TV Academy Reiterates Oscar-Nominated Streaming Films Not Eligible for Emmys

Oscars ruled last month that non-theatrical release movies would be considered

Last Updated: May 7, 2020 @ 10:35 AM

In light of the Oscars allowing streaming films to be eligible for awards this cycle, the TV Academy re-iterated its own rule that any program that gets nominated for an Oscar will be disqualified from Emmys consideration.

“The Television Academy supports the recent decision from the Academy of Motion Picture Arts and Sciences to allow feature films, originally intended for theatrical distribution but made available via streaming or video on demand during the current pandemic crisis, to compete at the 2021 Oscars,” a statement released on Thursday read. “Further, the Television Academy ruled in March that effective in 2021, programs that have been nominated for an Oscar will no longer be eligible for the Emmys competition.”

Last month, the Academy of Motion Picture Arts and Sciences voted to approve a new rule stipulating that for the first time, films that premiere on VOD or streaming services can still qualify for Oscar consideration if their planned theatrical releases were canceled because of theater closings due to the coronavirus pandemic.

The new rule will likely impact the Emmy’s nonfiction categories, but not have much effect outside of those.

Double-dipping has been an issue in the documentary and nonfiction categories for years, leading to Michael Moore, among others, suggesting that documentaries should not be allowed to compete for both Oscars and Emmys. Last year, Emmy nominees for documentary and nonfiction programming included four of the five 2018 Oscar nominees in the Best Documentary Feature category: “Free Solo,” which won the Oscar, along with nominees “RBG,” “Minding the Gap” and “Hale County This Morning, This Evening.”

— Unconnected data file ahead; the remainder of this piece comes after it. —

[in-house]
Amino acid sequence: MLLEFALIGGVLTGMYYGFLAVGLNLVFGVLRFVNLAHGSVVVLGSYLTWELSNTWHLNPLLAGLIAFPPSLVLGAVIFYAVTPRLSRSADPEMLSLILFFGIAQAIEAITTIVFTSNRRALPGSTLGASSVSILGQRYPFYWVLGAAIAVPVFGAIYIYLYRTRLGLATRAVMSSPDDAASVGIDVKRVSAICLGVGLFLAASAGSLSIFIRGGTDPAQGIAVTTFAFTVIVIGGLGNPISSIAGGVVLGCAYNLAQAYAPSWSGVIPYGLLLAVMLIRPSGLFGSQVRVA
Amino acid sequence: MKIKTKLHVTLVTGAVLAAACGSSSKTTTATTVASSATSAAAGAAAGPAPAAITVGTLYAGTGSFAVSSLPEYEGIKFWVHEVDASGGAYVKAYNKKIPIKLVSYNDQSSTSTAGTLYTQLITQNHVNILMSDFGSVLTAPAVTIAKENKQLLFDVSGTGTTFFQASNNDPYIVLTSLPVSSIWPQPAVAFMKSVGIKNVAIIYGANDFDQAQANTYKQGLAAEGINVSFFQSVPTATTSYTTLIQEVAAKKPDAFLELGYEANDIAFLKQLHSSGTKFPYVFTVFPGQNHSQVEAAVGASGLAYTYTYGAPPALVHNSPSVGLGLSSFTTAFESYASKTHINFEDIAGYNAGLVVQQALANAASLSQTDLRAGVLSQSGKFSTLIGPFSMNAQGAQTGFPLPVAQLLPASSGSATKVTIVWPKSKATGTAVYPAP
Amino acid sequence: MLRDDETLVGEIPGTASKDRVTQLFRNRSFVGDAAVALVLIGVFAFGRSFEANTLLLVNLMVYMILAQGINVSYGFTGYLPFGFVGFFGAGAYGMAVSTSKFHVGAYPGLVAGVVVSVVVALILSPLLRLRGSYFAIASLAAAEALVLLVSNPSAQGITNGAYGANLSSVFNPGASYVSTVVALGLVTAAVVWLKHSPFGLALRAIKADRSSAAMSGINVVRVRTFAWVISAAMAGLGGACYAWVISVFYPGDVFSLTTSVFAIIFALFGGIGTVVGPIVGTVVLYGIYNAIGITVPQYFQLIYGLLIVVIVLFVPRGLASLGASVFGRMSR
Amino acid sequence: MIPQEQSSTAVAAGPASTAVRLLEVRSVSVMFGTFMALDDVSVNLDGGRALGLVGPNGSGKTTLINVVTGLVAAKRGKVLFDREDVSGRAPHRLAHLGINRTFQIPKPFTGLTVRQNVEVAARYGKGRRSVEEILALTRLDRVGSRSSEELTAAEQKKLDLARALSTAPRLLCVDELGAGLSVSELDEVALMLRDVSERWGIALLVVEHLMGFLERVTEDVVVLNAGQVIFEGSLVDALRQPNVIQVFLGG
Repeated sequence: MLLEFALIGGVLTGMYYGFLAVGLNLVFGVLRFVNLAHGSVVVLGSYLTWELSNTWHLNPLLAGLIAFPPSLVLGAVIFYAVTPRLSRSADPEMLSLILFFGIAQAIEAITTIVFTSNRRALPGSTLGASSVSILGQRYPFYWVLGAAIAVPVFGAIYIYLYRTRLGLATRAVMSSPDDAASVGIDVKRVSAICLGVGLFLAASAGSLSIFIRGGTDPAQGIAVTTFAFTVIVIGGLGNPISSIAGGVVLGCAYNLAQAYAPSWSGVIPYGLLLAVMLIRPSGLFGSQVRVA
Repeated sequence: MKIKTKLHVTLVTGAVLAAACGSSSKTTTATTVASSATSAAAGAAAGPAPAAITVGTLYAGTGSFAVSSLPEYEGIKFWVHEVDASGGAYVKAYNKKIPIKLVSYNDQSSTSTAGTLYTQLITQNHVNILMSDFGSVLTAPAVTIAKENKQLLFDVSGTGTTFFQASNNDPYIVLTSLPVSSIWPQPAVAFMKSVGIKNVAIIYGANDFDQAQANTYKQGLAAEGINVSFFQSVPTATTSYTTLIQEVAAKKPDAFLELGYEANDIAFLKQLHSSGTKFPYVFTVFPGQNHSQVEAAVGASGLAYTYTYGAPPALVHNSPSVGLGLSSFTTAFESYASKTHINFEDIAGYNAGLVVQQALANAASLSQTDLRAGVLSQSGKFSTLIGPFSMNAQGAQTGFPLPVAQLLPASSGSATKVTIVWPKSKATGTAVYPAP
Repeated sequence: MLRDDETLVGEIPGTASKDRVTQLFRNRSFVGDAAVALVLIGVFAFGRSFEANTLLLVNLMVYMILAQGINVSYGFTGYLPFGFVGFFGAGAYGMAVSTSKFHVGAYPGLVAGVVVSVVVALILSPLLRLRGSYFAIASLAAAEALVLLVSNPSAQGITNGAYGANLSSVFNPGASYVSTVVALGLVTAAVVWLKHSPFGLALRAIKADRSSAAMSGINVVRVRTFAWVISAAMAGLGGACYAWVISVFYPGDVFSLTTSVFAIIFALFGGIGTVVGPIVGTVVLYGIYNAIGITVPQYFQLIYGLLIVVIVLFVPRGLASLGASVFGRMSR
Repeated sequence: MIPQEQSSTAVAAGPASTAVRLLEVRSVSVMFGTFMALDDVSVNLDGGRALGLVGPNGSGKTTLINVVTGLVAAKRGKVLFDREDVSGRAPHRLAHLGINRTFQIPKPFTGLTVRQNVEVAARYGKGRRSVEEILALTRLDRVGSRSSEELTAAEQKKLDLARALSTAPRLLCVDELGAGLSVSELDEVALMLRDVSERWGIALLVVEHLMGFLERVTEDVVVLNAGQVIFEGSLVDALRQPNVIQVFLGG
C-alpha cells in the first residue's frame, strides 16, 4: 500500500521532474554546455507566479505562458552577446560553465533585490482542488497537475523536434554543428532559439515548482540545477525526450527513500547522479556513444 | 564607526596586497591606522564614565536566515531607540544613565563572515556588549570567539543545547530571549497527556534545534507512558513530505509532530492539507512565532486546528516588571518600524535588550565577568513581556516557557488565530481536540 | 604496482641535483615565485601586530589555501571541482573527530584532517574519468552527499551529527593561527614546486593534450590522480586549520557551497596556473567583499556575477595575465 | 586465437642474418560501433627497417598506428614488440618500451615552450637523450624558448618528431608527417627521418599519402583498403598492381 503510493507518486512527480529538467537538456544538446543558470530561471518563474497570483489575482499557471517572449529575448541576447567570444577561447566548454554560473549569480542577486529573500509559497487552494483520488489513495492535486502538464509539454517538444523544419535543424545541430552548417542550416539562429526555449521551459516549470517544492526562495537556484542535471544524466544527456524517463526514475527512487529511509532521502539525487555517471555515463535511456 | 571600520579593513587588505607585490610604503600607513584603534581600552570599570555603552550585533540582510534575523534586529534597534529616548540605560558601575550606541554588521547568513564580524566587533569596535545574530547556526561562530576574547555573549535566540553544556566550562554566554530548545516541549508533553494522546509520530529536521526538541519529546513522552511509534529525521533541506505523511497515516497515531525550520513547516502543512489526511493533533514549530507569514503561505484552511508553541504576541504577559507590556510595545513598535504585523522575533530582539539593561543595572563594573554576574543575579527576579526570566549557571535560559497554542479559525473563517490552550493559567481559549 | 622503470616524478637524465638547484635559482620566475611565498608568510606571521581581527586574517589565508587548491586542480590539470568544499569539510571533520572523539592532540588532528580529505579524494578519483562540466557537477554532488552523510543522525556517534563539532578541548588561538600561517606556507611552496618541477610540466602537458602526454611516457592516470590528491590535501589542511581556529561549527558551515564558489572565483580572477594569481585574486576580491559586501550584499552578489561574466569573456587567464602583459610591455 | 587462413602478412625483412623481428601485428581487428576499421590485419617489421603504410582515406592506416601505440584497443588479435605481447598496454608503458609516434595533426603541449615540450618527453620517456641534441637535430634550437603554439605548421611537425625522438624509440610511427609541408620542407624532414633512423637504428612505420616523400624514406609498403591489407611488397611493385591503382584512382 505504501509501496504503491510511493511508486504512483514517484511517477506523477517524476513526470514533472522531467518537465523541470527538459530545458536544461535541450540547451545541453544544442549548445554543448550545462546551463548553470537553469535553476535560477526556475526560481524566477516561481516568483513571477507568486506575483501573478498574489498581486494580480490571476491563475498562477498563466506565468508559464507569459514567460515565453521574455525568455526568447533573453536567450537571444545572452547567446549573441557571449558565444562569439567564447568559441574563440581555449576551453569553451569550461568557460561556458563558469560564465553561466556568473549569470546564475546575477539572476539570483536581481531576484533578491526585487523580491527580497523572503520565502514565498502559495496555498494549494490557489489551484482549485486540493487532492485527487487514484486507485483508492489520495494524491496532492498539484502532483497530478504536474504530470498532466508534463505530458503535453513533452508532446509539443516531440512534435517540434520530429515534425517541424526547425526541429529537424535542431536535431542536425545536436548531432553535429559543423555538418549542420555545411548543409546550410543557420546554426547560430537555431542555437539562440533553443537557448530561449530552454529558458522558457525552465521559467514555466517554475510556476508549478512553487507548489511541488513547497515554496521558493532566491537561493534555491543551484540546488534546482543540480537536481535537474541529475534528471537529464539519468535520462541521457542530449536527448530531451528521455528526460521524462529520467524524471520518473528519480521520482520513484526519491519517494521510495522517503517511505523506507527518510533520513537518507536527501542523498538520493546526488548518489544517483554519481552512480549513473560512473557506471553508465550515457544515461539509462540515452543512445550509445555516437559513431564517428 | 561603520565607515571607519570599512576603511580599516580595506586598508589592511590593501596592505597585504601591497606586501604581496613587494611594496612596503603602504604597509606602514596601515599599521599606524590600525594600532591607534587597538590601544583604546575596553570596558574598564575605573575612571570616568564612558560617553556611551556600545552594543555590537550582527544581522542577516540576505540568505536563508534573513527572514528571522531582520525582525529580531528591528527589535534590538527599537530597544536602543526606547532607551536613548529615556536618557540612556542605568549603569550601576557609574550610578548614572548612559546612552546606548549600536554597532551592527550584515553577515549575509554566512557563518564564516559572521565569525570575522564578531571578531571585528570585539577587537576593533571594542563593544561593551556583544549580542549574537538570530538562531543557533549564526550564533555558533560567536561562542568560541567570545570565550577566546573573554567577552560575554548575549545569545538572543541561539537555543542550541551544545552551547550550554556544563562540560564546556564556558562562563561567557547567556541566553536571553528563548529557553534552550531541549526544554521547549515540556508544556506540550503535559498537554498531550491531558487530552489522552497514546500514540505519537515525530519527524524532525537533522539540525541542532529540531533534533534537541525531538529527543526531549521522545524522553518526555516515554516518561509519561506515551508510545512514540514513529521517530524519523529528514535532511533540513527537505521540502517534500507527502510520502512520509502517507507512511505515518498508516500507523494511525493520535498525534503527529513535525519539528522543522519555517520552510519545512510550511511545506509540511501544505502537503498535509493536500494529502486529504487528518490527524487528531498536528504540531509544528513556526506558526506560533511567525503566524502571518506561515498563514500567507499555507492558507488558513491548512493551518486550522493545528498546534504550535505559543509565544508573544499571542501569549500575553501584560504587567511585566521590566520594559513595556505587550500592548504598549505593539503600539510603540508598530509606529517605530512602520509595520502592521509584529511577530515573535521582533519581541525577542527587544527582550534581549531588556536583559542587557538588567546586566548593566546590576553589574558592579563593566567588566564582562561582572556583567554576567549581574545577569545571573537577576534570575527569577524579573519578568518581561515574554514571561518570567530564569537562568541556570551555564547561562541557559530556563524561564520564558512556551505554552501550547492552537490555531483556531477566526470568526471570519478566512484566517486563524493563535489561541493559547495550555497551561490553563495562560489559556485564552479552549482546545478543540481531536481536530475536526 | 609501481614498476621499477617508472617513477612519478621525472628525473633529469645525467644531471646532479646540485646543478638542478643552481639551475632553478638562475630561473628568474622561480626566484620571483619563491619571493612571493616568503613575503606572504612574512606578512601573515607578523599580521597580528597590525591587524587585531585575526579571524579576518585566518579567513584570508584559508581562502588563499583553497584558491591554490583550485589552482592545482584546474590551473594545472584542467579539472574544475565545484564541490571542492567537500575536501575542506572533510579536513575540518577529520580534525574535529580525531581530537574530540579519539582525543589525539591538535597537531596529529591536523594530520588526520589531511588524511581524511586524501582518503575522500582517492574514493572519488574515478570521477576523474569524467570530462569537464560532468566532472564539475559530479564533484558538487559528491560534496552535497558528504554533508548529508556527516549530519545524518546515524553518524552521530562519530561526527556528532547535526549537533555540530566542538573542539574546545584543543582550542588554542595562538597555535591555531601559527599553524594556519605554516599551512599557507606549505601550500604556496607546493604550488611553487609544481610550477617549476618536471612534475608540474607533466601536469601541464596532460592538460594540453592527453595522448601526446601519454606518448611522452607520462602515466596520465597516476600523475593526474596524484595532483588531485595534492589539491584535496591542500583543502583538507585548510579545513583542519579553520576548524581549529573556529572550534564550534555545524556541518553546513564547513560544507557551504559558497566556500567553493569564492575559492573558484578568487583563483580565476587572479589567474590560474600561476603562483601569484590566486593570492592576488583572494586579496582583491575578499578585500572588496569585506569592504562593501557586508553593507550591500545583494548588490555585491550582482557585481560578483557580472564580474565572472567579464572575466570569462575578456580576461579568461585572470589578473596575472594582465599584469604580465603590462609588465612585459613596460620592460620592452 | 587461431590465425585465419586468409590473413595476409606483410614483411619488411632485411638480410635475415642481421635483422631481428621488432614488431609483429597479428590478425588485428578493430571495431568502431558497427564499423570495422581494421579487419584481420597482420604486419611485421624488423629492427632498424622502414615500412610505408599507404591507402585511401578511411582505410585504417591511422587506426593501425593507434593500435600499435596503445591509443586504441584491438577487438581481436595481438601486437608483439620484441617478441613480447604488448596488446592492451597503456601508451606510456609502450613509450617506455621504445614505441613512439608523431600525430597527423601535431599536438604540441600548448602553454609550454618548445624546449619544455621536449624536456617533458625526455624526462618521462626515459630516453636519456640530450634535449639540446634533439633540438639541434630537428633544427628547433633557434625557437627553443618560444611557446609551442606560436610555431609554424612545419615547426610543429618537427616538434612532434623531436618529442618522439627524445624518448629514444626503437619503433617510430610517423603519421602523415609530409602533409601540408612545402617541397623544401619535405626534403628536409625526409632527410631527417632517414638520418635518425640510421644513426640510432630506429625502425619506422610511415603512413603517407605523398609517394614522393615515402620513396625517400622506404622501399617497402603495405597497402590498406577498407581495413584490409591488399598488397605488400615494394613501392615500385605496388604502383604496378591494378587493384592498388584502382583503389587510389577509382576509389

In the past, the Television Academy has defended allowing Oscar-nominated documentaries to retain Emmy eligibility if they have been made by a television entity. “Free Solo,” for example, was a NatGeo production that received a theatrical release to qualify for film awards.

In 2016, the multi-part ESPN documentary series “O.J.: Made in America” caused controversy when it qualified for Oscar consideration by running in one theater as a single eight-hour movie; after it won the Oscar, the Motion Picture Academy changed its rules to disallow multi-part docs from contention.

The new Television Academy ruling is unlikely to have much impact in the Outstanding Made for Television Movie and acting categories. The Oscars will only accept films that were scheduled to have a theatrical release – and the ones that have moved from theatrical to VOD so far this year fall into the 2020 Emmy season, when the rule has yet to take effect.

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